"You may have left it in your room, Father. Perhaps it has fallen outof the pocket-book whilst you were changing." Without a word we allhurried into the next room through the open door between the study andthe bedroom. And then a sudden calm fell on us like a cloud of fear.
There! on the table, lay the Jewel of Seven Stars, shining andsparkling with lurid light, as though each of the seven points of eachthe seven stars gleamed through blood!
Timidly we each looked behind us, and then at each other. Margaret wasnow like the rest of us. She had lost her statuesque calm. All theintrospective rigidity had gone from her; and she clasped her handstogether till the knuckles were white.
Without a word Mr. Trelawny raised the Jewel, and hurried with it intothe next room. As quietly as he could he opened the door of the safewith the key fastened to his wrist and placed the Jewel within. Whenthe heavy doors were closed and locked he seemed to breathe more freely.
Somehow this episode, though a disturbing one in many ways, seemed tobring us back to our old selves. Since we had left London we had allbeen overstrained; and this was a sort of relief. Another step in ourstrange enterprise had been effected.
The change back was more marked in Margaret than in any of us. Perhapsit was that she was a woman, whilst we were men; perhaps it was thatshe was younger than the rest; perhaps both reasons were effective,each in its own way. At any rate the change was there, and I washappier than I had been through the long journey. All her buoyancy,her tenderness, her deep feeling seemed to shine forth once more; nowand again as her father's eyes rested on her, his face seemed to lightup.
Whilst we waited for the carts to arrive, Mr. Trelawny took us throughthe house, pointing out and explaining where the objects which we hadbrought with us we
re to be placed. In one respect only did he withholdconfidence. The positions of all those things which had connectionwith the Great Experiment were not indicated. The cases containing themwere to be left in the outer hall, for the present.
By the time we had made the survey, the carts began to arrive; and thestir and bustle of the previous night were renewed. Mr. Trelawny stoodin the hall beside the massive ironbound door, and gave directions asto the placing of each of the great packing-cases. Those containingmany items were placed in the inner hall where they were to be unpacked.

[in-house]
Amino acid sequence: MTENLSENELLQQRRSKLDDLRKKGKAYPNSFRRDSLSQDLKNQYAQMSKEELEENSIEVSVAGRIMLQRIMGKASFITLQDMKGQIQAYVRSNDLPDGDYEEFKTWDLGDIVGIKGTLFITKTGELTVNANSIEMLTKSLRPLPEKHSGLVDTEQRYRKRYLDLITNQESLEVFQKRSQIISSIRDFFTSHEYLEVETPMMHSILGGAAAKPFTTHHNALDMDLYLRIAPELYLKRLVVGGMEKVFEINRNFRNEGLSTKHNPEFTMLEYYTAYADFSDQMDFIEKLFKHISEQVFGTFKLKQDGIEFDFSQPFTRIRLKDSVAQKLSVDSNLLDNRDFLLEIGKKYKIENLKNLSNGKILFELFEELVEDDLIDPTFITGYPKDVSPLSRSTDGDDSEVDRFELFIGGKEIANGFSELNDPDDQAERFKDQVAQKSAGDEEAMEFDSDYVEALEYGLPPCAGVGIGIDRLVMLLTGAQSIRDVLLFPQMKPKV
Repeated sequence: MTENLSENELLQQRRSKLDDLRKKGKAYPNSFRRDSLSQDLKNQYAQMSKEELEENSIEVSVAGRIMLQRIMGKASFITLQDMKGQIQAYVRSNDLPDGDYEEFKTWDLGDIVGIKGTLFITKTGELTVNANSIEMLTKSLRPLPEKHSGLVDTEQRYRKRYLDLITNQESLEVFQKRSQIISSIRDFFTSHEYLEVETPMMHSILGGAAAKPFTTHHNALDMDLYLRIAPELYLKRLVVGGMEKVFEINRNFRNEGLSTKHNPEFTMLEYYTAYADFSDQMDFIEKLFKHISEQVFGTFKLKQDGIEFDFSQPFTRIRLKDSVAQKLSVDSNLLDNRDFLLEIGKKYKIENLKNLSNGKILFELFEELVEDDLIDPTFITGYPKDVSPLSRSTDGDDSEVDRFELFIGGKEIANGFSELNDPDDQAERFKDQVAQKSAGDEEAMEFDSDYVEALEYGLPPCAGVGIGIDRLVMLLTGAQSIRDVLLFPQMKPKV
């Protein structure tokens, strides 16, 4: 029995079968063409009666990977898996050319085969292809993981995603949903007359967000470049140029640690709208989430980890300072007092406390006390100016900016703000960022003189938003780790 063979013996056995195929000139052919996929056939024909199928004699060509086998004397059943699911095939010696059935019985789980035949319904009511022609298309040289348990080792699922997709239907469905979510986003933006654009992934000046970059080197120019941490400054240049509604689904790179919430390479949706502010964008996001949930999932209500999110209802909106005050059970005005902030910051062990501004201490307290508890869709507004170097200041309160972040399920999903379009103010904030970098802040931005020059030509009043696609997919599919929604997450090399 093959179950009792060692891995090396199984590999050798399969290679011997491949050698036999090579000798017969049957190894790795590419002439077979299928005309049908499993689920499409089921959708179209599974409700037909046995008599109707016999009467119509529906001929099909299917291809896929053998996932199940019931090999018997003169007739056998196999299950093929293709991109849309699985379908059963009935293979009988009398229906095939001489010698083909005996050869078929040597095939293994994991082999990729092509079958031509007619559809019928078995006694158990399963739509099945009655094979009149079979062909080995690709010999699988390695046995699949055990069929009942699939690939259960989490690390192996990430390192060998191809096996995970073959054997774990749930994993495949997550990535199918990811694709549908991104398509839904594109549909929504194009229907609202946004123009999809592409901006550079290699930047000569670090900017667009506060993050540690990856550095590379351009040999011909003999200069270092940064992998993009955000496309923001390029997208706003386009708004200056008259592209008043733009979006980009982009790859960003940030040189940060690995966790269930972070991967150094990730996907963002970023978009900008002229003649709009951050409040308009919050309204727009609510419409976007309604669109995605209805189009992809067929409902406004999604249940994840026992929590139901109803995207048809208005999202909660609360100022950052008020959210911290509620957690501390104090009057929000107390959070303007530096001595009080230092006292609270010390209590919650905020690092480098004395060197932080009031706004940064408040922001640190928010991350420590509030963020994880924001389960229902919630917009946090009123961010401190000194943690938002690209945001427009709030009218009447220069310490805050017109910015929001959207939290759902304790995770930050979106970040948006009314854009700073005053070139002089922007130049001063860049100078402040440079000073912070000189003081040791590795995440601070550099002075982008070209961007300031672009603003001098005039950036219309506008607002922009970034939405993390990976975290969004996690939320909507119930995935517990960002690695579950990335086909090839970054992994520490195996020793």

In an incredibly short time the whole consignment was delivered; andthe men departed with a douceur for each, given through their foreman,which made them effusive in their thanks. Then we all went to our ownrooms. There was a strange confidence over us all. I do not thinkthat any one of us had a doubt as the the quiet passing of theremainder of the night.
The faith was justified, for on our re-assembling in the morning wefound that all had slept well and peaceably.
During that day all the curios, except those required for the GreatExperiment, were put into the places designed for them. Then it wasarranged that all the servants should go back with Mrs. Grant to Londonon the next morning.
When they had all gone Mr. Trelawny, having seen the doors locked, tookus into the study.
"Now," said he when we were seated, "I have a secret to impart; but,according to an old promise which does not leave me free, I must askyou each to give me a solemn promise not to reveal it. For threehundred years at least such a promise has been exacted from everyone towhom it was told, and more than once life and safety were securedthrough loyal observance of the promise. Even as it is, I am breakingthe letter, if not the spirit of the tradition; for I should only tellit to the immediate members of my family."
We all gave the promise required. Then he went on:
"There is a secret place in this house, a cave, natural originally butfinished by labour, underneath this house. I will not undertake to saythat it has always been used according to the law. During the BloodyAssize more than a few Cornishmen found refuge in it; and later, andearlier, it formed, I have no doubt whatever, a useful place forstoring contraband goods. 'Tre Pol and Pen', I suppose you know, havealways been smugglers; and their relations and friends and neighbourshave not held back from the enterprise. For all such reasons a safehiding-place was always considered a valuable possession; and as theheads of our House have always insisted on preserving the secret, I amin honour bound to it. Later on, if all be well, I shall of coursetell you, Margaret, and you too, Ross, under the conditions that I ambound to make."
He rose up, and we all followed him. Leaving us in the outer hall, hewent away alone for a few minutes; and returning, beckoned us to followhim.
In the inside hall we found a whole section of an outstanding anglemoved away, and from the cavity saw a great hole dimly dark, and thebeginning of a rough staircase cut in the rock. As it was not pitchdark there was manifestly some means of lighting it naturally, sowithout pause we followed our host as he descended. After some fortyor fifty steps cut in a winding passage, we came to a great cave whosefurther end tapered away into blackness. It was a huge place, dimlylit by a few irregular slits of eccentric shape. Manifestly these werefaults in the rock which would readily allow the windows be disguised.Close to each of them was a hanging shutter which could be easily swungacross by means of a dangling rope. The sound of the ceaseless beat ofthe waves came up muffled from far below. Mr. Trelawny at once beganto speak: